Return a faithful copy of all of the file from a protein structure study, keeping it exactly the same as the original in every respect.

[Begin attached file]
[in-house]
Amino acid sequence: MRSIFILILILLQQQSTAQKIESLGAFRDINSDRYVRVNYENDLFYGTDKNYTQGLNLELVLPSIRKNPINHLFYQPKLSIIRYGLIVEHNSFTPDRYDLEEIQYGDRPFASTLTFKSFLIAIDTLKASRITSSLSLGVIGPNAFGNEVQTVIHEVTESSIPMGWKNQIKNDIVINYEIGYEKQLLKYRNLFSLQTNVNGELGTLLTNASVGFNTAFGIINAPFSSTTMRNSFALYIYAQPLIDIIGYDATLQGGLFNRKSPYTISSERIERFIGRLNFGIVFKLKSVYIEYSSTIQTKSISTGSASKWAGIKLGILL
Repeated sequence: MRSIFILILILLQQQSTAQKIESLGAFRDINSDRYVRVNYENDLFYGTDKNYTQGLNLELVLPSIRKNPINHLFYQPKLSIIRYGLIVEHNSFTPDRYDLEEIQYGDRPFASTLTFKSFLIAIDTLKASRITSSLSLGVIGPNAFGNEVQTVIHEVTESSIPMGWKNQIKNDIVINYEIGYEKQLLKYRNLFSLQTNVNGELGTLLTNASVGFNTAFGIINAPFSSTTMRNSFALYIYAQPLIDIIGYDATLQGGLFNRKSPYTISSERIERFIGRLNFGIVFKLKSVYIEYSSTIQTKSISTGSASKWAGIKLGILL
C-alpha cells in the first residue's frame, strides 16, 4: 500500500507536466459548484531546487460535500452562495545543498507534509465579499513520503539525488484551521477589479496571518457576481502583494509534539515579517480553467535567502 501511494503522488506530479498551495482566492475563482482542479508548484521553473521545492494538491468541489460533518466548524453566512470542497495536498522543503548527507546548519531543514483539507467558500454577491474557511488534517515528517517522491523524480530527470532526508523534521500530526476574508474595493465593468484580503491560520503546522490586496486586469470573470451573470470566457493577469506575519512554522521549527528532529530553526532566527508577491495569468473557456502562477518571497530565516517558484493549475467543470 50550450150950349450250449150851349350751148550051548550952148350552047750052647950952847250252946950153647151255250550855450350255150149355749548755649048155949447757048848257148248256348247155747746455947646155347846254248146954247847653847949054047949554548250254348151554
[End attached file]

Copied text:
[in-house]
Amino acid sequence: MRSIFILILILLQQQSTAQKIESLGAFRDINSDRYVRVNYENDLFYGTDKNYTQGLNLELVLPSIRKNPINHLFYQPKLSIIRYGLIVEHNSFTPDRYDLEEIQYGDRPFASTLTFKSFLIAIDTLKASRITSSLSLGVIGPNAFGNEVQTVIHEVTESSIPMGWKNQIKNDIVINYEIGYEKQLLKYRNLFSLQTNVNGELGTLLTNASVGFNTAFGIINAPFSSTTMRNSFALYIYAQPLIDIIGYDATLQGGLFNRKSPYTISSERIERFIGRLNFGIVFKLKSVYIEYSSTIQTKSISTGSASKWAGIKLGILL
Repeated sequence: MRSIFILILILLQQQSTAQKIESLGAFRDINSDRYVRVNYENDLFYGTDKNYTQGLNLELVLPSIRKNPINHLFYQPKLSIIRYGLIVEHNSFTPDRYDLEEIQYGDRPFASTLTFKSFLIAIDTLKASRITSSLSLGVIGPNAFGNEVQTVIHEVTESSIPMGWKNQIKNDIVINYEIGYEKQLLKYRNLFSLQTNVNGELGTLLTNASVGFNTAFGIINAPFSSTTMRNSFALYIYAQPLIDIIGYDATLQGGLFNRKSPYTISSERIERFIGRLNFGIVFKLKSVYIEYSSTIQTKSISTGSASKWAGIKLGILL
C-alpha cells in the first residue's frame, strides 16, 4: 500500500507536466459548484531546487460535500452562495545543498507534509465579499513520503539525488484551521477589479496571518457576481502583494509534539515579517480553467535567502 501511494503522488506530479498551495482566492475563482482542479508548484521553473521545492494538491468541489460533518466548524453566512470542497495536498522543503548527507546548519531543514483539507467558500454577491474557511488534517515528517517522491523524480530527470532526508523534521500530526476574508474595493465593468484580503491560520503546522490586496486586469470573470451573470470566457493577469506575519512554522521549527528532529530553526532566527508577491495569468473557456502562477518571497530565516517558484493549475467543470 50550450150950349450250449150851349350751148550051548550952148350552047750052647950952847250252946950153647151255250550855450350255150149355749548755649048155949447757048848257148248256348247155747746455947646155347846254248146954247847653847949054047949554548250254348151554